I love being surprised by what shows up in our yard.  I was in my office the other day talking on the phone when I looked out the window as I often do and surprised the person I was talking to by exclaiming “It’s the Guineafowl”!  I had to explain that standing beneath one of our bird feeders, casually pecking at the millet on the ground was this prehistoric looking, sort of turkey like bird. I think most people would be hard put to describe this species as beautiful, but unusual for sure.

The group known as Galliformes (geese, ducks, chickens, turkeys, guineafowl, pheasants, grouse, peafowl) are

I call this a gaggle of Guineafowl

I call this a gaggle of Guineafowl

ground living, large bodied birds that cannot swim, but run well on the ground on their strong legs. At the end of their legs are four toed, spurred feet with hard nails adapted for scratching the ground for their food. Their wings are short and round, good mainly for swift, short flights.

Originally from Africa and Madagascar, they are said to have been brought, already domesticated, to Europe by the Portuguese. They were kept for their meat, eggs and feathers, but also used as “guard dogs” on the farmstead.  Guineafowl roost in groups of up to 20 in the trees at night and set up a cacophony of scratchy, squeaky chatter whenever an intruder arrives, whether animal or human.

This is a Crested Guineafowl, but I think it should be called Elvis

This is a Crested Guineafowl, but I think it should be called Elvis

Because they are omnivores (eating insects, vegetable matter and seeds), they are easy to keep and have become even more popular in recent years because of their diet of ticks – both the wood and deer variety.  Years ago we decided they would be a great natural control for the ticks at the Audubon Center where I worked. We bought a dozen of the young (known as ‘keets’) and kept them inside the barn until we felt they were old enough to take care of themselves in the outdoors, unsupervised.  We gathered them up at night to put back in the barn, with limited success.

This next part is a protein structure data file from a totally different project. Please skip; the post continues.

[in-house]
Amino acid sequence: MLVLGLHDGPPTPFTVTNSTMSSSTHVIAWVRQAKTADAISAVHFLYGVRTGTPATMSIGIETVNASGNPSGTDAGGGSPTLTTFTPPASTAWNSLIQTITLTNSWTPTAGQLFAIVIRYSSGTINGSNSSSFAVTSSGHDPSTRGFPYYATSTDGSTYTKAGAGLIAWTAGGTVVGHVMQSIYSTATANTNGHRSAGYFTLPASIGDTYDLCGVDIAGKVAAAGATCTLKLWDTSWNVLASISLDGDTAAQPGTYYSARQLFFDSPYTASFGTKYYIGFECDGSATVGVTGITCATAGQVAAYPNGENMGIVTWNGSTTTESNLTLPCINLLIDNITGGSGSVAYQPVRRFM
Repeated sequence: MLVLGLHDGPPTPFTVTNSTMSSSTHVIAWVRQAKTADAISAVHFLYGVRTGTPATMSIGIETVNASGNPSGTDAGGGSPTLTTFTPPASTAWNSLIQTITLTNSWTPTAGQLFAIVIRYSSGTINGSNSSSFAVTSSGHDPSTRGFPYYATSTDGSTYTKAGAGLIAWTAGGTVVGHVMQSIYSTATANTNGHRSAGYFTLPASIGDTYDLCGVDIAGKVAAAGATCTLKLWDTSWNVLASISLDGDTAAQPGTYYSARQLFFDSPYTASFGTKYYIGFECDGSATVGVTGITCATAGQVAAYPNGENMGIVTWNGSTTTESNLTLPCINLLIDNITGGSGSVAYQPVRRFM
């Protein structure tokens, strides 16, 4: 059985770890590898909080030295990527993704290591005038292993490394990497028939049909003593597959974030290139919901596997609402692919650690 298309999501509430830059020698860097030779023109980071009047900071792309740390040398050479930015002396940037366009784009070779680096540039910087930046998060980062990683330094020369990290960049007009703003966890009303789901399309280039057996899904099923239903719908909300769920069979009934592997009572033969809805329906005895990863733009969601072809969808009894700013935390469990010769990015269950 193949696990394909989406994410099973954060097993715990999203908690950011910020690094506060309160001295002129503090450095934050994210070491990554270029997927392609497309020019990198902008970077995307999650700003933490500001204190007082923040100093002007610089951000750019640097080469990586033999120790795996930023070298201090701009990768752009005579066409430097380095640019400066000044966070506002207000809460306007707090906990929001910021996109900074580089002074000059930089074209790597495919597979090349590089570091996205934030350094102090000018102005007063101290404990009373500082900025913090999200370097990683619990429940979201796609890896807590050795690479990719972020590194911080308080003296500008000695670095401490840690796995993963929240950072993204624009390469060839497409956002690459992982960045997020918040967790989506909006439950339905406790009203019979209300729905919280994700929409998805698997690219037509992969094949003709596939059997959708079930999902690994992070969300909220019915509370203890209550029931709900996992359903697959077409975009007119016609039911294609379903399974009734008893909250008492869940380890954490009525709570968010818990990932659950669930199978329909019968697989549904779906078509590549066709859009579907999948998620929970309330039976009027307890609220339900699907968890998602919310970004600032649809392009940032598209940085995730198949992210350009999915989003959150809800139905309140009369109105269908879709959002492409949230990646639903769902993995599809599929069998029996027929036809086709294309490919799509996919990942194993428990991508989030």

Then they started to disappear.  One or two at a time.  We had worried about predators and whether these young birds would learn about the dangers of the wild world quickly enough.  They didn’t. Before the summer was over, the Guineafowl were gone and the fox family (we assume) was fat and healthy.

I have thought of keeping these fowl at our house as a form of tick control, but figure they’d meet the same fate as the birds at the Center.  A neighbor down the road has had Guineafowl for several years and a few have managed to survive, but I have no idea where the bird in our yard came from.

A modern day dinosaur - the Helmeted Guineafowl

A modern day dinosaur – the Helmeted Guineafowl

The most commonly seen ones are called Helmeted Guineafowl.  Recent research has shown that dinosaurs were more like our birds than reptiles. In them I see features that remind me of that connection. The white featherless skull, with wedge shaped crest on top of its head, and flapping red and blue wattles on either side of its short yellow beak make it look ancient.  The small head is perched on a relatively long neck, which is connected to its bulky body (they weigh between 2.5 and 3.5 pounds). The bird is saved from complete ugliness by its beautiful plumage – black or greyish feathers with dense white spots covering all of its chest, back and wings.  Some of the birds are being bred into different colors now and this one had more white on its breast than the originals of the breed.

In between pecking at the ground for remnants of the bird seed we had scattered, it would nervously come to attention, its wattles wobbling with the jerky movement.  It stepped cautiously, putting one long toed, scaled foot in front of the other, and looking from side to side. The 13-lined ground squirrel that was feeding nearby didn’t seem to notice the presence of this new arrival.

The day after I saw the lone bird a friend came over with his dog and all of a sudden there was a flurry and flapping. I looked from the deck to the yard and saw a flash of white wings and then the awkward flight of a Guineafowl into the branches of a nearby birch tree.  The bird was perched on some very weak looking branches, but at least it was safe from the excited canine.

Its quick reactions were probably an example of why this particular bird is still wandering the neighborhood seeking out the finest bird feeders.  Darkness fell and we never saw the bird come down or fly away, but it was gone the next morning.  I hope it will return. Any bird that eats ticks is a friend of mine.

By Kate Crowley